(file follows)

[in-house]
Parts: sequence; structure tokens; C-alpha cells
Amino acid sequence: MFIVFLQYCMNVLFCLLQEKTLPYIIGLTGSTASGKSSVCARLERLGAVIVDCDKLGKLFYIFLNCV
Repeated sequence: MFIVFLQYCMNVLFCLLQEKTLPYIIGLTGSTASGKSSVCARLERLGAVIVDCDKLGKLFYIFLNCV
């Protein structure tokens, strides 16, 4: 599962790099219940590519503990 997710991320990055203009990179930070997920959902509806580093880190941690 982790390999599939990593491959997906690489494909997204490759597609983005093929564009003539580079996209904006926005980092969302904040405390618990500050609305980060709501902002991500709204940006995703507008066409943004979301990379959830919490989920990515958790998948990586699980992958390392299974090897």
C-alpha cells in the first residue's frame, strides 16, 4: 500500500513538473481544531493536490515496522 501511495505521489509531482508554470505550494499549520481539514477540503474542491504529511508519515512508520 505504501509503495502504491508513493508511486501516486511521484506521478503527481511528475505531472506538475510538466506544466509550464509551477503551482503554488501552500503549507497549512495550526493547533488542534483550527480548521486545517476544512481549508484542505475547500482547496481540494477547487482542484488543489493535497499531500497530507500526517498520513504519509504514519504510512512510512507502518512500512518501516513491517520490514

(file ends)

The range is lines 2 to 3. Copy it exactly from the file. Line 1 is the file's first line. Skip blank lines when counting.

Parts: sequence; structure tokens; C-alpha cells
Amino acid sequence: MFIVFLQYCMNVLFCLLQEKTLPYIIGLTGSTASGKSSVCARLERLGAVIVDCDKLGKLFYIFLNCV